Dodgy dealer faces jail for part in £1m fraud

Dodgy dealer faces jail for part in £1m fraud

Dodgy dealer faces jail for part in £1m fraud

First published in News by

A crooked gem dealer who conned elderly investors into buying over-priced diamonds with their life savings as part of a £1m fraud is facing jail.

John Bishop, 32, cold-called scores of victims to promise sky-high returns on their money – including a retired police officer who spent £140,000 on coloured stones worth little more than £10,000.

The year-long scam was masterminded by Bishop’s friend Adam Simmons, 28, and was based at the No.1 Gems firm in Hove.

Simmons, of Booth Street, Old Swan, Liverpool, was jailed in September last year along with his father Michael, 54, of Lion Hill, Stone Cross, Pevensey, brotherin- law Adam Leach, 30, of Hambleton Close, Eastbourne, and colleague Lee Miller, 33, of Sackville Road, Bexhill.

Bishop, 39, of Queens Road, Felixstowe, Suffolk, denied involvement in the fraud but was convicted of conspiracy to defraud and transferring criminal property after a trial at the Old Bailey which ended yesterday.

The court was told Bishop operated from his sales office in Marbella, Spain.

No1 Gems was set up in late 2011 and conned a total of £1m from investors before it was raided by police in September 2012.

Jurors were told victims of the scam were sent glossy brochures and told that HSBC bank had agreed to buy the entire stock of No1 Gems for £15m.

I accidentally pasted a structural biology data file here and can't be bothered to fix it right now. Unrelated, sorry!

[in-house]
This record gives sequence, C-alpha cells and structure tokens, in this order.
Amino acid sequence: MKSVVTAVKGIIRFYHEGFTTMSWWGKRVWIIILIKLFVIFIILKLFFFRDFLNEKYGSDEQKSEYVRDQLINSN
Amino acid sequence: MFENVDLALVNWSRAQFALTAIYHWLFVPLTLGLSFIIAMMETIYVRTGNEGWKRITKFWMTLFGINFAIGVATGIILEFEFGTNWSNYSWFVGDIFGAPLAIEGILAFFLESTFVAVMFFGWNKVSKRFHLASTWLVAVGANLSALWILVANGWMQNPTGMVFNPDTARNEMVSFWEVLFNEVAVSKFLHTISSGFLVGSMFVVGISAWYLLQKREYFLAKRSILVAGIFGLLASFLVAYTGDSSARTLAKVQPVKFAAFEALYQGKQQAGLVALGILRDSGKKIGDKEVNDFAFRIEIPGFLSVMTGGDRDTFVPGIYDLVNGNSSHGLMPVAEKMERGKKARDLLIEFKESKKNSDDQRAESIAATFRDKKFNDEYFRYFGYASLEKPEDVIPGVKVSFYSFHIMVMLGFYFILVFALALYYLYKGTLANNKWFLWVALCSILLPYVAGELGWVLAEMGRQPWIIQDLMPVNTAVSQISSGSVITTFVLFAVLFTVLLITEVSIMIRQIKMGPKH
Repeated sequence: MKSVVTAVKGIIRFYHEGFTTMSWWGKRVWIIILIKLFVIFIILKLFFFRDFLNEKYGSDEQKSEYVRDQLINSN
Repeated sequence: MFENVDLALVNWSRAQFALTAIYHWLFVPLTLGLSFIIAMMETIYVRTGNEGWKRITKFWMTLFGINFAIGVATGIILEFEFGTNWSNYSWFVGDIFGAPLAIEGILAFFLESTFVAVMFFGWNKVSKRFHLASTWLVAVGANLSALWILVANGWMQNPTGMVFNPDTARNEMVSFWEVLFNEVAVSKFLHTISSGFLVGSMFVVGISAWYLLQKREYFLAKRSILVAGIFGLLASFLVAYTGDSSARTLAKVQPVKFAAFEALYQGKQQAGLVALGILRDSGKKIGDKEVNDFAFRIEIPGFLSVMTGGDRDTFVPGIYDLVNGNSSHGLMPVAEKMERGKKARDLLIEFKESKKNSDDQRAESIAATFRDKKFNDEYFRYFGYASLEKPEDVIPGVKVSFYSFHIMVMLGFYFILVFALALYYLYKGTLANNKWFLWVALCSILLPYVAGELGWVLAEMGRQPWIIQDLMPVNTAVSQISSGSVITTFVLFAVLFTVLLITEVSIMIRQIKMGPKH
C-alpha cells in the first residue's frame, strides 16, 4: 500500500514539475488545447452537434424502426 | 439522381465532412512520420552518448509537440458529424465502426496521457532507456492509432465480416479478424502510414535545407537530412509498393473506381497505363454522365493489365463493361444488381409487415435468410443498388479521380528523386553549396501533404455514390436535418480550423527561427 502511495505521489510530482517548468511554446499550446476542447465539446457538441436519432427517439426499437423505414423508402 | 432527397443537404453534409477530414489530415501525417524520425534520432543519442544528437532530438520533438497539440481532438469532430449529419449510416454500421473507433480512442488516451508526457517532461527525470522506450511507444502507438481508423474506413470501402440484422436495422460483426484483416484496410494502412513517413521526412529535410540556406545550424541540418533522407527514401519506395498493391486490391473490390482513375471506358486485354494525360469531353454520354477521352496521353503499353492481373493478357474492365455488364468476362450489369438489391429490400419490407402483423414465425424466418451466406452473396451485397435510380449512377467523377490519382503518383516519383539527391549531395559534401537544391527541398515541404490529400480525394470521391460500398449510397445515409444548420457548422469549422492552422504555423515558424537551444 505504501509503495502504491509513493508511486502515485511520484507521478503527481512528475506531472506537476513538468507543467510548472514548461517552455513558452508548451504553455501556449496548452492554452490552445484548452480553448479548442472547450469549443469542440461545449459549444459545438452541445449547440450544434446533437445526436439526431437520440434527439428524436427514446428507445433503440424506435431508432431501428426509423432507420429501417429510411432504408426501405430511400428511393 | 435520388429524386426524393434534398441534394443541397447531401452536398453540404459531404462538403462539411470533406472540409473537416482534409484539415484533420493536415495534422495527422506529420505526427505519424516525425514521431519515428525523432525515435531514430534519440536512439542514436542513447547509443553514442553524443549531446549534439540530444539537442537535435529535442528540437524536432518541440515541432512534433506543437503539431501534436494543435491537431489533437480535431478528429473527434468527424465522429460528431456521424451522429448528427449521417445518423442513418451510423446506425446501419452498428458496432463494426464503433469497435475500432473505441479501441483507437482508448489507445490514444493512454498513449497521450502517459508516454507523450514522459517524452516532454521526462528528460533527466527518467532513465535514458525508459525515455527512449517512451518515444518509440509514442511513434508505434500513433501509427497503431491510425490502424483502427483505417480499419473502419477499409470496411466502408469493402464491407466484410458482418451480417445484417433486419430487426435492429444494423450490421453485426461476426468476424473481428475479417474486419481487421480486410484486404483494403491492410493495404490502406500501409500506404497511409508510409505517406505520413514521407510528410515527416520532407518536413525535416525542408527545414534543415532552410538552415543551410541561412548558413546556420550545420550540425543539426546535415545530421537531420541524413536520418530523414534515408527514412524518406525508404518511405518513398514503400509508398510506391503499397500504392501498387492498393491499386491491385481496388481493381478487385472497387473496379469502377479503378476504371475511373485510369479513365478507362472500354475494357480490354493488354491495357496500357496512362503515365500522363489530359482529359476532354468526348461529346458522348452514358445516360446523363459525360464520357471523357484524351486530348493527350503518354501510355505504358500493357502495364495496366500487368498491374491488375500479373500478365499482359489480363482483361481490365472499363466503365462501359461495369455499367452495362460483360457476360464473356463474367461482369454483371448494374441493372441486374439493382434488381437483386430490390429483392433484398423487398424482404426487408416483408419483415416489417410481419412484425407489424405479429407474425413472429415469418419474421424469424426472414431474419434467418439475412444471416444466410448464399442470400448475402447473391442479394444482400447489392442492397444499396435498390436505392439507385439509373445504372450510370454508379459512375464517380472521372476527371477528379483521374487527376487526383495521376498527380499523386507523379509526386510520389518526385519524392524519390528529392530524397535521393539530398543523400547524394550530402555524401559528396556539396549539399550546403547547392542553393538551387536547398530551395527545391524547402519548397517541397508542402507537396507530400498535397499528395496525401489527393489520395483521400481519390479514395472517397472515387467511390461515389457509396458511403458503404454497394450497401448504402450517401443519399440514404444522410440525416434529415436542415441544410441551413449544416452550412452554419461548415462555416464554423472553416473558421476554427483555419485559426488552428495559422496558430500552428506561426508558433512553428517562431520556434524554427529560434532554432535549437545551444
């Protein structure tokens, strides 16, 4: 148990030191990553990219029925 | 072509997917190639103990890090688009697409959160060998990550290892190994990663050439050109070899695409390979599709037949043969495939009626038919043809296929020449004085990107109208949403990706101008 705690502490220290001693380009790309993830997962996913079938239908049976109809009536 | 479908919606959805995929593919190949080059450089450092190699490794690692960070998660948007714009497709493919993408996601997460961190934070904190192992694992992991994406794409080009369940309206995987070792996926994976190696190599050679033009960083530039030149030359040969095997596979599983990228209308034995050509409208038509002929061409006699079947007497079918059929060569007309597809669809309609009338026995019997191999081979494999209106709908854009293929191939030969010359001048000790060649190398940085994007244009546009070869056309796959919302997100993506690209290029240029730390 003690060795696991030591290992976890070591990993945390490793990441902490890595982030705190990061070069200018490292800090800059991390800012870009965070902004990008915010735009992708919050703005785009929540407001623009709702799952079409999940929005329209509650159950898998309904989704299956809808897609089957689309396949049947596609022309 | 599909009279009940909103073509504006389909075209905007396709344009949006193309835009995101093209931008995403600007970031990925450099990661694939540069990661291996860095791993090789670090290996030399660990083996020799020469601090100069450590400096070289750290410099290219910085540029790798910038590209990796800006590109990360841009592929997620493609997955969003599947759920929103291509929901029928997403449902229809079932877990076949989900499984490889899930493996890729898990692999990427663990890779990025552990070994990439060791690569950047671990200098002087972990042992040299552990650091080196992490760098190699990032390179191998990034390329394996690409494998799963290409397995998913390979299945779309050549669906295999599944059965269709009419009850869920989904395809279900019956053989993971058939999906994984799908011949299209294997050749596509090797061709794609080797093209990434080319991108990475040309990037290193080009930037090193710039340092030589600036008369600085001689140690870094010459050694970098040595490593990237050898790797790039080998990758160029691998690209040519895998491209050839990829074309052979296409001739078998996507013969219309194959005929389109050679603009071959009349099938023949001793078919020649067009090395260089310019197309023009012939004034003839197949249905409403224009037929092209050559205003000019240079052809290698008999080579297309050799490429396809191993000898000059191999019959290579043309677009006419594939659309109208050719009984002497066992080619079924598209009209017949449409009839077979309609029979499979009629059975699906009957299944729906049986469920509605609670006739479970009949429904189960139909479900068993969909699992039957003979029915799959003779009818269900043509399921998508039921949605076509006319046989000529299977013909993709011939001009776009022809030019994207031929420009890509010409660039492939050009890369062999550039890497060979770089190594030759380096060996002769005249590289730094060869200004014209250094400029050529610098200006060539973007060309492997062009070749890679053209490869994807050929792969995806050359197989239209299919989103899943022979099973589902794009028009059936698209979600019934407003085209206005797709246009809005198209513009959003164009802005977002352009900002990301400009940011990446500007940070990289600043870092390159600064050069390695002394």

All the gems had been purchased from a diamond catalogue before being given huge mark-ups.

Prosecutor David Durose said: “Basically, No1 Gems were engaged in what is known as a boiler room fraud.

“It is a specific type of fraud in which individuals are targeted with cold calling and pressured into making purchases of items such as shares, equities or financial instruments - or in this case, diamonds.”

One victim initially agreed to buy one 0.26 carat green diamond for £5,598 in March 2012 after being told he could make annual returns upwards of 20 per cent.

In reality the diamond was only worth £350 and would still be worth less than £1,000 after three years at that rate.

Mr Doorbar bought a total of nine stones from the firm and used the last of his savings for his final £9,000 purchase.

Bishop is due to be sentenced at Woolwich Crown Court on September 15.

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